Text: Edgar Allan Poe, “Our Late Puzzles,” Alexander's Weekly Messenger, February 12, 1840, p. 2, col. 5


[page 2, column 5:]

Our late Puzzles.

Some five or six weeks ago, in an article headed “Enigmatical Conundrumical,” we advanced the opinion that, with a proper method, any really good enigma, conundrum, charade, &c. &c. might be solved, and as apropos to this idea, we mentioned that it would be an easy matter to read any species of writing in which characters or marks, at random, were made use of in place of alphabetical characters — for example, instead of a, let a * always be used; in place of b [[b]], a † &c. &c. We offered, at the same time, by way of evidencing the sincerity of our belief upon the subject, to decypher any English letter sent to us thus written.

We certainly had no idea of the positive row which this challenge would create among all the Enigmatists and Charadists in the land. For the first week or so all went well. One or two very droll-looking hieroglyphical mysteries were sent us, and we gave their translation forthwith. In the meantime we were assailed in some quarters with the charge of gaggery, or more delicately speaking, of humbug. We were told to our teeth that the thing was impossible that we wrote our own puzzles and then solved them. Still we kept on the even tenor of our way, and translated every thing that was offered for translation. But the row increased as the wonder grew, and we find ourselves in a pretty predicament indeed. Do people really think that we have nothing in the world to do but to read hieroglyphics? or that we are going to stop our ordinary business and set up for conjurers? Will any body tell us how to get out of this dilemma? If we don’t solve all the puzzles forwarded, their concocters will think it is because we cannot — when we can. If we do solve them we shall soon have to enlarge our sheet to ten times the size of the Brother Jonathan.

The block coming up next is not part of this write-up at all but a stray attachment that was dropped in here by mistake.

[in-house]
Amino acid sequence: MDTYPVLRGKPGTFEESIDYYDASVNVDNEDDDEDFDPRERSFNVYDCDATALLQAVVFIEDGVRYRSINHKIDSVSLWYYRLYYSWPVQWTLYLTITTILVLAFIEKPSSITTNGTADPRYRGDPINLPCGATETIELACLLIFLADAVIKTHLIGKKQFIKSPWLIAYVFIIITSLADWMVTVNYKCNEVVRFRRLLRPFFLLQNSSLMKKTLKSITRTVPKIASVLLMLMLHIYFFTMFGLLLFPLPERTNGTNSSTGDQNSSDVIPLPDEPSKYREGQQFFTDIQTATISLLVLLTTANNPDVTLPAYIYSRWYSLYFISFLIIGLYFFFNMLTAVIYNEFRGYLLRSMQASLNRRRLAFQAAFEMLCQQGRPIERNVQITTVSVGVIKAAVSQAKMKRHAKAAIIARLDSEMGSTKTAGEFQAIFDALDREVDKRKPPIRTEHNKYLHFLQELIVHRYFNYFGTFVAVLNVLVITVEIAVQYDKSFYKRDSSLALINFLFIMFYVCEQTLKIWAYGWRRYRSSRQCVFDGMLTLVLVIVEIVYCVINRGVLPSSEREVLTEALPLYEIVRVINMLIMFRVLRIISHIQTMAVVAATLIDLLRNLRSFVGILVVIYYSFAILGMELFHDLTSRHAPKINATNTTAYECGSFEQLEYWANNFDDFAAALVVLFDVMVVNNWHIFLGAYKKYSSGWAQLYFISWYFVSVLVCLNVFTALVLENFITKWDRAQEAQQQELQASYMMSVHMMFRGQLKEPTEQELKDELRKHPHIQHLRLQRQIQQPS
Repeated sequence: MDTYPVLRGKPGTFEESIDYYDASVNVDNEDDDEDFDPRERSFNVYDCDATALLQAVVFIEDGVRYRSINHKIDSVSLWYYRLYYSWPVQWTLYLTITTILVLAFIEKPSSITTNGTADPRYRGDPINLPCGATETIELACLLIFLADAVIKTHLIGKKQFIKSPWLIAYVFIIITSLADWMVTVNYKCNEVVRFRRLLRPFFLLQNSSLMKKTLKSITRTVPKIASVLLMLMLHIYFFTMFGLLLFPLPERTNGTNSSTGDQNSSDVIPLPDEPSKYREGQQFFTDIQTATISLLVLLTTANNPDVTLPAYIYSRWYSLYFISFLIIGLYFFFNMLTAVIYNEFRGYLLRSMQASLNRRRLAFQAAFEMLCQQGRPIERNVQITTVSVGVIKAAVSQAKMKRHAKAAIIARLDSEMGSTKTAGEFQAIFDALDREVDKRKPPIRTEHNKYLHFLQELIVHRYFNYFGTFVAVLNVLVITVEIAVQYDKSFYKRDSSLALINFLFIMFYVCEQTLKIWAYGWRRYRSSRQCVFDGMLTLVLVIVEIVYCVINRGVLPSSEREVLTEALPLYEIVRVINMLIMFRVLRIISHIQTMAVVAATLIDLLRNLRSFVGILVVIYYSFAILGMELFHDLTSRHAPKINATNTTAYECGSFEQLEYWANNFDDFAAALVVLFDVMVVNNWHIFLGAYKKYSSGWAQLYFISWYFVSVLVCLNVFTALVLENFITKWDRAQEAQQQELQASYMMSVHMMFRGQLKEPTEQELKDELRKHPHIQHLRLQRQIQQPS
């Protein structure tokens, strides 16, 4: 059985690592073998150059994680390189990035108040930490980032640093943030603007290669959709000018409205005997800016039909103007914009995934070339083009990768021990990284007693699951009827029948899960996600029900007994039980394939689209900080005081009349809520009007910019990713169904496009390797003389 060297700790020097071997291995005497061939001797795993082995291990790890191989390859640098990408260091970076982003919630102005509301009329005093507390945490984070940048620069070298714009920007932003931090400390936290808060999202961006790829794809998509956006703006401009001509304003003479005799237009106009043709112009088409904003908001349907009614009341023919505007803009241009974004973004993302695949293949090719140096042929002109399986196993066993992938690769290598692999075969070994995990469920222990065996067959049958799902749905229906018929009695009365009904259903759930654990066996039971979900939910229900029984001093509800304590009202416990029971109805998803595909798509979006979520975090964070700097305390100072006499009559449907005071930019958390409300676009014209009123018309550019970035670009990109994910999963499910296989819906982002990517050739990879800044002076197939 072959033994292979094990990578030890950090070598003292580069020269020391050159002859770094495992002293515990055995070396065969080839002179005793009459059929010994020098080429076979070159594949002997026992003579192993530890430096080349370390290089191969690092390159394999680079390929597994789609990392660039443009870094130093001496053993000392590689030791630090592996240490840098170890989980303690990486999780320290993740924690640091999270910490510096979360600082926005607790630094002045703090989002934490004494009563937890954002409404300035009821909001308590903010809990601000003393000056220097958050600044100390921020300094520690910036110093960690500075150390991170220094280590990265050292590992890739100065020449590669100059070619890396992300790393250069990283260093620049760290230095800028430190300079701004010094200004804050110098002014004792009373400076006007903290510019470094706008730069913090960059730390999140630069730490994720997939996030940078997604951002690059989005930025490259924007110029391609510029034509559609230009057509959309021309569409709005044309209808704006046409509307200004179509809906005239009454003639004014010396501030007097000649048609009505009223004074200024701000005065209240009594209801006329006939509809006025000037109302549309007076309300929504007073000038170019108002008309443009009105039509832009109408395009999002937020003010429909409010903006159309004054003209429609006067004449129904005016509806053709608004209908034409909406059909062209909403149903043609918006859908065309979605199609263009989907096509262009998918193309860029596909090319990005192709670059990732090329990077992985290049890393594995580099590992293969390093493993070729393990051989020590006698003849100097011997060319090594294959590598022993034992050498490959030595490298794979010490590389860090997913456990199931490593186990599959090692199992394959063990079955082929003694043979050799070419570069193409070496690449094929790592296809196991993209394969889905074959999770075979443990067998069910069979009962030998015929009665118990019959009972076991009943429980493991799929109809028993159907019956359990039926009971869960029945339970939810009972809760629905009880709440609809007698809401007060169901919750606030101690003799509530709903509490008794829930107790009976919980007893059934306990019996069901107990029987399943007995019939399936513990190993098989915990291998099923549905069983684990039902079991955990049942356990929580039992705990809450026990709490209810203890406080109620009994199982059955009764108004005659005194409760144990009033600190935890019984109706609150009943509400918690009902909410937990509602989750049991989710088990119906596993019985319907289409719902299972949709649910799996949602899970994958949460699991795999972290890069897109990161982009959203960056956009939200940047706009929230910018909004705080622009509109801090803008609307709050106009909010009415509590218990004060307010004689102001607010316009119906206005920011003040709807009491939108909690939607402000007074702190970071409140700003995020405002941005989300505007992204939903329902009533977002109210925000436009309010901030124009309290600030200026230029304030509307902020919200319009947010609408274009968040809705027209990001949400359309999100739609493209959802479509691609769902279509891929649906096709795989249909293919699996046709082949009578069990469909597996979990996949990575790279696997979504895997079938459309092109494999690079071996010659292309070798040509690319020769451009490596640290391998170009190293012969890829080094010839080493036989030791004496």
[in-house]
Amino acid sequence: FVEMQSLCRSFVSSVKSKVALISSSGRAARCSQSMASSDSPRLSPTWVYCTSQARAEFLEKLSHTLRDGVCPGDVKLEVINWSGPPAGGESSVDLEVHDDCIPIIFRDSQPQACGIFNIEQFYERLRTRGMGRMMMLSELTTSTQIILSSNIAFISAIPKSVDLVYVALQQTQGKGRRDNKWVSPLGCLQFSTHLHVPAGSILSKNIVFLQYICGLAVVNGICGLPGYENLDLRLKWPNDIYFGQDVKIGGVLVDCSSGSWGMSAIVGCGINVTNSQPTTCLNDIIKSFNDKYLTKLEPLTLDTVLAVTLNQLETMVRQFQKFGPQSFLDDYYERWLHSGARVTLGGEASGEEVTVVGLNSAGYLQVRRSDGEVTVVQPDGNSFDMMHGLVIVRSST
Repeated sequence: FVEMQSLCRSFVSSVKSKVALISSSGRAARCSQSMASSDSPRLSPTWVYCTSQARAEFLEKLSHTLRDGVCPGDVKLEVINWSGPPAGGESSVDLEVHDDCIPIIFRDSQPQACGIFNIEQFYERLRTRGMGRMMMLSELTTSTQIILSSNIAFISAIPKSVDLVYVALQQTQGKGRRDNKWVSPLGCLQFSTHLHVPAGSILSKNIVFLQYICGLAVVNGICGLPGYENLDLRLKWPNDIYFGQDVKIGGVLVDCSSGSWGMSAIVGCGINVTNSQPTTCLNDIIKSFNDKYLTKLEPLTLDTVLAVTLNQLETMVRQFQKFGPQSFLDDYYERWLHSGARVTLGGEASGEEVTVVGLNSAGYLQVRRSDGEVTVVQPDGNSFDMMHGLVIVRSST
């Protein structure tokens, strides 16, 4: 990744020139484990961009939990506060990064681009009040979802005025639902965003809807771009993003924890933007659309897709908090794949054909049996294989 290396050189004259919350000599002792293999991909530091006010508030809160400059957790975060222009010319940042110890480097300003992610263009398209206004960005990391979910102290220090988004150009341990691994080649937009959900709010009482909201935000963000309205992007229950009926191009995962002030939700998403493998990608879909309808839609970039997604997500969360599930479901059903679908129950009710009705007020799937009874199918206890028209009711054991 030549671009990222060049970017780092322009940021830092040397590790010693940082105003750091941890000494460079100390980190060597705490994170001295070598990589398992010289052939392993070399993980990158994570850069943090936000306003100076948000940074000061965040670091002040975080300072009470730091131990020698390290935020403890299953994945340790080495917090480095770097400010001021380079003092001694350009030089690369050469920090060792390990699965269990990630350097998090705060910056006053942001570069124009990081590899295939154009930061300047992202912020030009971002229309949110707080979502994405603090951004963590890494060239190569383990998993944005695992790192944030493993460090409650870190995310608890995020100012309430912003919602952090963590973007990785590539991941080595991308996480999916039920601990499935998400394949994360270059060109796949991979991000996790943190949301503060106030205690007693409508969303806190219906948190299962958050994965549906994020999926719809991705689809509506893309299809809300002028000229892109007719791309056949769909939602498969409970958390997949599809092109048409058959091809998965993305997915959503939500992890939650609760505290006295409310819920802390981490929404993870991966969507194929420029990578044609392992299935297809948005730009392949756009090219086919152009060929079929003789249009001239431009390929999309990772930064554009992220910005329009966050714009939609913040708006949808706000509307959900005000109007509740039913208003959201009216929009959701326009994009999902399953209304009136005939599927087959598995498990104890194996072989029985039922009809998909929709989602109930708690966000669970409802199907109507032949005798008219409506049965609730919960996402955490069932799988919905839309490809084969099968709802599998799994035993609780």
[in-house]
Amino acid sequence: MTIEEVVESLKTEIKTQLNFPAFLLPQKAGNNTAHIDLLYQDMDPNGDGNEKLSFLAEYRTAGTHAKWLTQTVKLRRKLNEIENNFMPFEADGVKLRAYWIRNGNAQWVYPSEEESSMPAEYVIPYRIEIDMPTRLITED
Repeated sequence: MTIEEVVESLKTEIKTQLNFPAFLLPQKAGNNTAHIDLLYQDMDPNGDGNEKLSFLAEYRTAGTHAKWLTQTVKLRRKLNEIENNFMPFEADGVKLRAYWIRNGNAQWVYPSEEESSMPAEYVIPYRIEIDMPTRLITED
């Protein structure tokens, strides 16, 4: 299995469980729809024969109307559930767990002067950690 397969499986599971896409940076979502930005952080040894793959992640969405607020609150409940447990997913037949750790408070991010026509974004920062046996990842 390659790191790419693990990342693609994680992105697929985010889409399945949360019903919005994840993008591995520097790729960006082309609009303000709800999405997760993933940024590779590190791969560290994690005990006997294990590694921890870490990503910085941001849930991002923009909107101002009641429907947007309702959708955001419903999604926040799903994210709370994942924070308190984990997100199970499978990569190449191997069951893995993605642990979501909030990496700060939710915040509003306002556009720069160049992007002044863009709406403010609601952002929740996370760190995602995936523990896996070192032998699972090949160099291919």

This notice was first attributed to Poe by Clarence S. Brigham in Edgar Allan Poe's Contributions to Alexander's Weekly Messenger, 1943, p. 37.

Brother Jonathan was a newspaper of the “mammoth” size, with sheets so large that an unfolded one could serve as a tablecloth. That newspaper appears to have been started in July 1839, although it is chiefly known today only through copies printed in 1842 and later. Its large size made collecting and binding multiple issues in the form of a volume impractical, and as a result few copies appear to have survived.


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